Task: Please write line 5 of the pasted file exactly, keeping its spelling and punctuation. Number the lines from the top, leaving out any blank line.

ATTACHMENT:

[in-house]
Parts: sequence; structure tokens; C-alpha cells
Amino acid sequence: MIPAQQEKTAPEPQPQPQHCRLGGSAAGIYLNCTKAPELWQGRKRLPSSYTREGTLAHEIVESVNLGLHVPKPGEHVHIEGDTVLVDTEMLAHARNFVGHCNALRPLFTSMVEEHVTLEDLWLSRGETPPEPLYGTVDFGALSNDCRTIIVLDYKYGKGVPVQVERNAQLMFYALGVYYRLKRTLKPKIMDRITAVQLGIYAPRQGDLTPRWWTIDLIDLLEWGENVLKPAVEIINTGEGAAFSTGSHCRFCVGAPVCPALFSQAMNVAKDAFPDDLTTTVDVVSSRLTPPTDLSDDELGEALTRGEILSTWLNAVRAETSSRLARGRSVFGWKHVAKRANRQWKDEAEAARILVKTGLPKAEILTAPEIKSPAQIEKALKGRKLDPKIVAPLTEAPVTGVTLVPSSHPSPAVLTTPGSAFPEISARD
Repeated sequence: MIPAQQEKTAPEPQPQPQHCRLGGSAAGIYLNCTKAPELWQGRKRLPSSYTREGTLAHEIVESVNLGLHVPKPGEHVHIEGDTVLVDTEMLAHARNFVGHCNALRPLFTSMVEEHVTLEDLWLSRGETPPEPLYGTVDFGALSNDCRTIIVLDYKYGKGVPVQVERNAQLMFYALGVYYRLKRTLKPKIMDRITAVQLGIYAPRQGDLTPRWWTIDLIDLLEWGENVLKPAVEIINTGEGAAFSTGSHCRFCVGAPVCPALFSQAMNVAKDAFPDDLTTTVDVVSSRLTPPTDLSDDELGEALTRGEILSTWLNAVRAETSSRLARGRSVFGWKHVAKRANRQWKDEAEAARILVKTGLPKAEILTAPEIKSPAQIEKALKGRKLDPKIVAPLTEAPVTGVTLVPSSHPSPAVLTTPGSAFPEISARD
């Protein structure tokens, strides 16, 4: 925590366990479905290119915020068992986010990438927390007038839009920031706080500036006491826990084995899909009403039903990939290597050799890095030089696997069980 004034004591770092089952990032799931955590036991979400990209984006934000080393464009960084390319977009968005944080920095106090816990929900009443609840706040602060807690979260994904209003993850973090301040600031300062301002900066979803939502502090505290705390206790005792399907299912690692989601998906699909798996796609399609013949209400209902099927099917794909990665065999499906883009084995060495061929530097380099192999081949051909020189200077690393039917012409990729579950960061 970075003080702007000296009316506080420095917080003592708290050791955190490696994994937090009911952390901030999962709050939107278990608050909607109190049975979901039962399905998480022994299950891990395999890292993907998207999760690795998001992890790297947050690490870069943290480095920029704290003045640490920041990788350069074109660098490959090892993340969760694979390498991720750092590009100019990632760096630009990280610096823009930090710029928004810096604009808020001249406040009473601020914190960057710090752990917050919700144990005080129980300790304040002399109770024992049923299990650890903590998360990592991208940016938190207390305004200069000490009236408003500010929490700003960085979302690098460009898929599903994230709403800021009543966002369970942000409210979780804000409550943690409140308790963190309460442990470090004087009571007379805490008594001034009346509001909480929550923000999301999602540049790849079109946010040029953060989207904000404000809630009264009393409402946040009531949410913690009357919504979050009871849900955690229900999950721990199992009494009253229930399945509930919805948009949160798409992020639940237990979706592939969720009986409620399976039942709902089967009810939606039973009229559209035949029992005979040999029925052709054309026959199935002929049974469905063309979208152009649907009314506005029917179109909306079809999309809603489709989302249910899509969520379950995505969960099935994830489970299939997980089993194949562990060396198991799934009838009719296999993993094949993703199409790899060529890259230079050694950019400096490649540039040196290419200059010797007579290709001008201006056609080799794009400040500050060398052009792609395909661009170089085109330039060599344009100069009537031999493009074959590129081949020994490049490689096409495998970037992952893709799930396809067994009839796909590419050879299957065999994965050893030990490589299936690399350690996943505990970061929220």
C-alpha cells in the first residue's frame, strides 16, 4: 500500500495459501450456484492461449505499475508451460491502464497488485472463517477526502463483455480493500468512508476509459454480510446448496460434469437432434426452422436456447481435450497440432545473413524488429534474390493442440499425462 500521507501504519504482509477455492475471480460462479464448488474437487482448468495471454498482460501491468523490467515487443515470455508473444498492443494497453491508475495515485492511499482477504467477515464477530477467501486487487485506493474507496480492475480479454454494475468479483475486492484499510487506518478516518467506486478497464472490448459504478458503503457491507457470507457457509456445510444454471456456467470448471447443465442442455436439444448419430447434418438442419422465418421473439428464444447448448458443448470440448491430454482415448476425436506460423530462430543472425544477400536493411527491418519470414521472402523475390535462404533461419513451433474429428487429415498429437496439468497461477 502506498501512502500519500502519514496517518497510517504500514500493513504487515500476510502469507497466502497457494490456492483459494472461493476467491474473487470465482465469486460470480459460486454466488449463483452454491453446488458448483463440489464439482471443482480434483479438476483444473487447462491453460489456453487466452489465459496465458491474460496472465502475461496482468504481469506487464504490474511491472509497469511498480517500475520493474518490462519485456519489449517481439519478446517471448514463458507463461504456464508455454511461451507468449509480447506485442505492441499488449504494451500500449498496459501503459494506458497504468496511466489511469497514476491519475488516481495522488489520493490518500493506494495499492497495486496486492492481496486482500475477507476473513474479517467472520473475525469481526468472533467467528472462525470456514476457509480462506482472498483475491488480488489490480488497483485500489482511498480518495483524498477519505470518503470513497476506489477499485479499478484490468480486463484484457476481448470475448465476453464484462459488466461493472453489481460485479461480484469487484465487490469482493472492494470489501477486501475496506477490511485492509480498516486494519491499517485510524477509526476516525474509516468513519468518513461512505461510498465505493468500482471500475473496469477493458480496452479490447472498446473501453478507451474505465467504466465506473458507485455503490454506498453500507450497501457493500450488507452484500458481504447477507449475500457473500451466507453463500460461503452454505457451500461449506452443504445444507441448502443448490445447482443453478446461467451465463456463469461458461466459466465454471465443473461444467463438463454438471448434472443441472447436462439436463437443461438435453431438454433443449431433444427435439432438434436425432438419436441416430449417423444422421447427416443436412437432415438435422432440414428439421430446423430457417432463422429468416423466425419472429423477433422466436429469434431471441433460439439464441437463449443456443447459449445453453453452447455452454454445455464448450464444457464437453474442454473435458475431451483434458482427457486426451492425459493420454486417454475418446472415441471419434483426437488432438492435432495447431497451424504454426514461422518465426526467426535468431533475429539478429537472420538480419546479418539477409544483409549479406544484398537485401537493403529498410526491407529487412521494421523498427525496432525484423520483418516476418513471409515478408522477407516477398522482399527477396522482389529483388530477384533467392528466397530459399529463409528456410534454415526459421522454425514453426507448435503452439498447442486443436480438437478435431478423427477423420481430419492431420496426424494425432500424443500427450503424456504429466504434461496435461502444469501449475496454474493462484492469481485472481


């Protein structure tokens, strides 16, 4: 925590366990479905290119915020068992986010990438927390007038839009920031706080500036006491826990084995899909009403039903990939290597050799890095030089696997069980 004034004591770092089952990032799931955590036991979400990209984006934000080393464009960084390319977009968005944080920095106090816990929900009443609840706040602060807690979260994904209003993850973090301040600031300062301002900066979803939502502090505290705390206790005792399907299912690692989601998906699909798996796609399609013949209400209902099927099917794909990665065999499906883009084995060495061929530097380099192999081949051909020189200077690393039917012409990729579950960061 970075003080702007000296009316506080420095917080003592708290050791955190490696994994937090009911952390901030999962709050939107278990608050909607109190049975979901039962399905998480022994299950891990395999890292993907998207999760690795998001992890790297947050690490870069943290480095920029704290003045640490920041990788350069074109660098490959090892993340969760694979390498991720750092590009100019990632760096630009990280610096823009930090710029928004810096604009808020001249406040009473601020914190960057710090752990917050919700144990005080129980300790304040002399109770024992049923299990650890903590998360990592991208940016938190207390305004200069000490009236408003500010929490700003960085979302690098460009898929599903994230709403800021009543966002369970942000409210979780804000409550943690409140308790963190309460442990470090004087009571007379805490008594001034009346509001909480929550923000999301999602540049790849079109946010040029953060989207904000404000809630009264009393409402946040009531949410913690009357919504979050009871849900955690229900999950721990199992009494009253229930399945509930919805948009949160798409992020639940237990979706592939969720009986409620399976039942709902089967009810939606039973009229559209035949029992005979040999029925052709054309026959199935002929049974469905063309979208152009649907009314506005029917179109909306079809999309809603489709989302249910899509969520379950995505969960099935994830489970299939997980089993194949562990060396198991799934009838009719296999993993094949993703199409790899060529890259230079050694950019400096490649540039040196290419200059010797007579290709001008201006056609080799794009400040500050060398052009792609395909661009170089085109330039060599344009100069009537031999493009074959590129081949020994490049490689096409495998970037992952893709799930396809067994009839796909590419050879299957065999994965050893030990490589299936690399350690996943505990970061929220």